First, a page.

AT&T "Internet Preferences" is Revolutionary


AT&T is doing something very interesting in Austin, Texas, aside from launching a gigabit Internet access service. It essentially plans to compensate its access customers $30 a month for the right to use their browsing history to target ads.

That would seem to be a first in the ISP industry and essentially puts a value on what a user's browsing history might be worth to a marketing services firm.

AT&T in Austin, Texas is launching its “GigaPower” all-fiber Internet access network for prices starting at $70 a month, featuring speeds of 300 Mbps downstream initially and a boost to 1 Gbps in 2014.

AT&T will offer two “U-verse with GigaPower” offers. The “Premier” version will cost $70 a month, while the “Standard” plan will cost $99 a month.

You might find it odd that the premier version costs less than the standard version.

The reason is the value to AT&T of collecting user browsing history. “U-verse with GigaPower Premier offer is available with your agreement to participate in AT&T Internet Preferences,” AT&T says.

Internet Preferences allows AT&T to use customer Web browsing information, such as the search terms people enter and the Web pages customer visit, to provide relevant offers and ads to customers based on that profile.

AT&T is not the first company ever to contemplate, or create, programs that compensate users for the value of their browsing behavior. Google, for example, apparently is getting ready to debut a new service that would pay people to allow Google to get more data, and analytics, including about how they are using their devices and apps.

The “Screenwise” market research program actually is a year or so old, but now will use a mobile app to track data that formerly required user panels.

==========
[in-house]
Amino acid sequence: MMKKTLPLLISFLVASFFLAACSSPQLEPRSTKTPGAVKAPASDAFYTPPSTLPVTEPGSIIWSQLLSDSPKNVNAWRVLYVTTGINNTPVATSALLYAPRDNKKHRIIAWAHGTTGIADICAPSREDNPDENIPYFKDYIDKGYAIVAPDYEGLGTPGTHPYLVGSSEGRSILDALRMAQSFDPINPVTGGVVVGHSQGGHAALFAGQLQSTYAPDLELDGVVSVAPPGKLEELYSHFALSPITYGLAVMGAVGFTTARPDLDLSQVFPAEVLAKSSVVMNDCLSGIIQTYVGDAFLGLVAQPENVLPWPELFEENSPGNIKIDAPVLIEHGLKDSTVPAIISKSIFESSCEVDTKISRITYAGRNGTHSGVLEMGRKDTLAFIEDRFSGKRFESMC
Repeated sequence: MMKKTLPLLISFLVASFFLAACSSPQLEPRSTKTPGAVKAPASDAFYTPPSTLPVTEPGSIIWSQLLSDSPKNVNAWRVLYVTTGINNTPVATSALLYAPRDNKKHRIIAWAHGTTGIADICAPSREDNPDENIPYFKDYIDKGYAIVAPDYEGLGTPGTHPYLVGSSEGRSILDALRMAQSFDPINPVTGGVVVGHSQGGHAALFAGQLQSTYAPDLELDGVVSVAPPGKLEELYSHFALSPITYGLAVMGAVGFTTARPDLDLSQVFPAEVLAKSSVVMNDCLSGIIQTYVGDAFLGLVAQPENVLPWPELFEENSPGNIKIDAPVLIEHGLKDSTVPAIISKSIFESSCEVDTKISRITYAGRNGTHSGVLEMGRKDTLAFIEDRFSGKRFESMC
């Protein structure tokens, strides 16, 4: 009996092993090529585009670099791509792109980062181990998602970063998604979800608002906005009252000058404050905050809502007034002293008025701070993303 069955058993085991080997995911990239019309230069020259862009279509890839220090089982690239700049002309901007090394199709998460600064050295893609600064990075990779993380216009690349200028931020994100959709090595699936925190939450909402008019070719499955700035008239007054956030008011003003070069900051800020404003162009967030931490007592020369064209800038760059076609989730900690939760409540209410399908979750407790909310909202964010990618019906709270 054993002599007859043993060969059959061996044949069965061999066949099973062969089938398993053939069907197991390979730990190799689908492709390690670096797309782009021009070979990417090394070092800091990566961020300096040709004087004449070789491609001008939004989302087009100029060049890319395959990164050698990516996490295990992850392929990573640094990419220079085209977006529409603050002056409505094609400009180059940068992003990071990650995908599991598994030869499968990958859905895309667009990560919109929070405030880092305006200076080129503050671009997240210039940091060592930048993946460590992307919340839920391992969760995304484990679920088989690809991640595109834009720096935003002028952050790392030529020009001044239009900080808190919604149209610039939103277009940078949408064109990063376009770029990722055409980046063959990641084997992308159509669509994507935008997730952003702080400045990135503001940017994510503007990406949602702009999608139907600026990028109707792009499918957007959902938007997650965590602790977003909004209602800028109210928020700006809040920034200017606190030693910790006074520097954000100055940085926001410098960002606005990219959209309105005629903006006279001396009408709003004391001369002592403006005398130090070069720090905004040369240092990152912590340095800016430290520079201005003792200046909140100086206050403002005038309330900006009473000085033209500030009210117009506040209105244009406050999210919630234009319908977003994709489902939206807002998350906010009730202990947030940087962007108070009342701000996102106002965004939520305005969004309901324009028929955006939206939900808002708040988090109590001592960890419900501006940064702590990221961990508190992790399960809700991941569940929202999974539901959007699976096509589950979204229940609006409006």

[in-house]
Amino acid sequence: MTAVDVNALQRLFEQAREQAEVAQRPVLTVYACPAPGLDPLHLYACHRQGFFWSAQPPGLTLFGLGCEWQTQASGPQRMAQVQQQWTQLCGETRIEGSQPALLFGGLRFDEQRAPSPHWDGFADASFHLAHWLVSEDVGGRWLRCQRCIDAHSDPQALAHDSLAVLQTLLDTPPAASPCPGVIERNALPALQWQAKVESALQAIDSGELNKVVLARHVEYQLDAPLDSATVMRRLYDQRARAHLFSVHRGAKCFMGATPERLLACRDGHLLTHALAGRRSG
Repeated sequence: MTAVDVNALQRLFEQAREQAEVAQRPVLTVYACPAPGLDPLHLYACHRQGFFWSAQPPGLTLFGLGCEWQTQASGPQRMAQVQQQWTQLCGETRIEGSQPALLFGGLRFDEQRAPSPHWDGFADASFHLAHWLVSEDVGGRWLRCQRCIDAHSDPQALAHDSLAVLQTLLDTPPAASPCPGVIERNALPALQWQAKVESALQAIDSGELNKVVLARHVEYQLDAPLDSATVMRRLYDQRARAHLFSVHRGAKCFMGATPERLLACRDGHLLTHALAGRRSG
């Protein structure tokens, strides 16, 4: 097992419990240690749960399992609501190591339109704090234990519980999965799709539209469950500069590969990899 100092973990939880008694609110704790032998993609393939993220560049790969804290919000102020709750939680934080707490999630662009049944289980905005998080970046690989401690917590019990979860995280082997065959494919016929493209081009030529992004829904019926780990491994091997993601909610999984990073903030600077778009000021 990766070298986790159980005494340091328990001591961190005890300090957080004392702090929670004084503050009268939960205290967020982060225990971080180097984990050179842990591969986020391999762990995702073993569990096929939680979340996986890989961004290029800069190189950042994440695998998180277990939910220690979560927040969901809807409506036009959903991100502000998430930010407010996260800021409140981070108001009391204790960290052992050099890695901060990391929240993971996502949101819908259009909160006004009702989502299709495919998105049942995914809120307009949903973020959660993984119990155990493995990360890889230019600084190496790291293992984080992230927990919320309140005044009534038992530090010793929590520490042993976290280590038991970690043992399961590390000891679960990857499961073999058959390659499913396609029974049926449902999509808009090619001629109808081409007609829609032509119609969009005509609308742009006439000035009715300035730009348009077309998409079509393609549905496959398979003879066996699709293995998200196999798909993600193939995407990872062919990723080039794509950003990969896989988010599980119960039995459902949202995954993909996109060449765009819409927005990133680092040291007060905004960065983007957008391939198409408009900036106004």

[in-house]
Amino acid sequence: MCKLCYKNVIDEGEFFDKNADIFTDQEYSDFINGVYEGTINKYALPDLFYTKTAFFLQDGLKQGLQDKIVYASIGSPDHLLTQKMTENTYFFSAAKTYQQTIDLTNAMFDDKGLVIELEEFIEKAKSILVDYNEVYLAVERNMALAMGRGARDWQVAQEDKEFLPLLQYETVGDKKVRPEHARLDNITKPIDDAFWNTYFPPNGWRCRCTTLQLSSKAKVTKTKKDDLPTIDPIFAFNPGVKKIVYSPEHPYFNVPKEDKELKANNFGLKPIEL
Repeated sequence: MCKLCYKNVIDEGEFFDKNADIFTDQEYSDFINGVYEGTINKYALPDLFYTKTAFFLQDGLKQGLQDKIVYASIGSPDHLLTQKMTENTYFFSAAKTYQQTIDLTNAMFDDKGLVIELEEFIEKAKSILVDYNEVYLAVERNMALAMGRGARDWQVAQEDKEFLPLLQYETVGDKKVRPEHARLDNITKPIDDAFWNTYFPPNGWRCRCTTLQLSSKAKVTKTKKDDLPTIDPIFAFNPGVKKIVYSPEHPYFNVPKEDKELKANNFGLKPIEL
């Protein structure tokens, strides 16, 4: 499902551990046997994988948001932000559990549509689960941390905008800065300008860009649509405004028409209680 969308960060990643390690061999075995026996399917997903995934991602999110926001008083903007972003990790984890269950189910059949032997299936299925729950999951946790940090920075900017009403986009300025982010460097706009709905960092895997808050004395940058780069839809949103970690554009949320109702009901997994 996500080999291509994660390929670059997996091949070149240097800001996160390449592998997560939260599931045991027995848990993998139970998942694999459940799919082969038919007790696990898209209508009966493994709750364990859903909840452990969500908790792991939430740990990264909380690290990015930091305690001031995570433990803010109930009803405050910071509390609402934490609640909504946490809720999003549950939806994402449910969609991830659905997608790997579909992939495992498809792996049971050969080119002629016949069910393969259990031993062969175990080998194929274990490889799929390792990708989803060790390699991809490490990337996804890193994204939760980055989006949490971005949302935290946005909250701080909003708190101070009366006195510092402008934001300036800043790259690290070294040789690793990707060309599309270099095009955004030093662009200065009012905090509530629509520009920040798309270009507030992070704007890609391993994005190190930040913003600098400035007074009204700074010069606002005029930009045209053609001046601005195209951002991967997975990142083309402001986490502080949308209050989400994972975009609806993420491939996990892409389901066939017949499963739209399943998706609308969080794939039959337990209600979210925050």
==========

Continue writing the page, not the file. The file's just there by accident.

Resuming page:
The Screenwise market research program is designed to "help learn more about things like technology usage, how people are consuming media and how they use Google products," Google says.

"These panels are made up of volunteers who have certain activities measured and are compensated for their participation,” Google says.

But the AT&T pricing plans essentially represent $30 a month in “payments,” in the form of a discount, for allowing AT&T to use browsing history to target ads.

Almost predictably, some will complain about the practice, but many have argued that users should be compensated when ISPs or other application providers “pay users for the value of their behavior.”

In essence, that is what AT&T is doing, compensating users at $30 a month for the right to use browsing behavior to tailor advertising and other marketing offers. It might be overlooked, but AT&T is doing what some have advocated for some time, namely compensating users for the value of their behavior online, when used to target advertising.

That is a huge development. AT&T essentially is compensating end users at a $30 a month rate for the right to target advertising to users who agree to allow it. That puts a rather high value on the value of a user’s browsing history, and the size of the business AT&T believes it might create.

Edited by Cassandra Tucker

Contributing Editor

Related Articles

Coding and Invention Made Fun

By: Special Guest    10/12/2018

SAM is a series of kits that integrates hardware and software with the Internet. Combining wireless building blocks composed of sensors and actors con…

Read More

Facebook Marketplace Now Leverages AI

By: Paula Bernier    10/3/2018

Artificial intelligence is changing the way businesses interact with customers. Facebook's announcement this week is just another example of how this …

Read More

Oct. 17 Webinar to Address Apache Spark Benefits, Tools

By: Paula Bernier    10/2/2018

In the upcoming webinar "Apache Spark: The New Enterprise Backbone for ETL, Batch and Real-time Streaming," industry experts will offer details on clo…

Read More

It's Black and White: Cybercriminals Are Spending 10x More Than Enterprises to Control, Disrupt and Steal

By: Cynthia S. Artin    9/26/2018

In a stunning new report by Carbon Black, "Hacking, Escalating Attacks and The Role of Threat Hunting" the company revealed that 92% of UK companies s…

Read More

6 Challenges of 5G, and the 9 Pillars of Assurance Strategy

By: Special Guest    9/17/2018

To make 5G possible, everything will change. The 5G network will involve new antennas and chipsets, new architectures, new KPIs, new vendors, cloud di…

Read More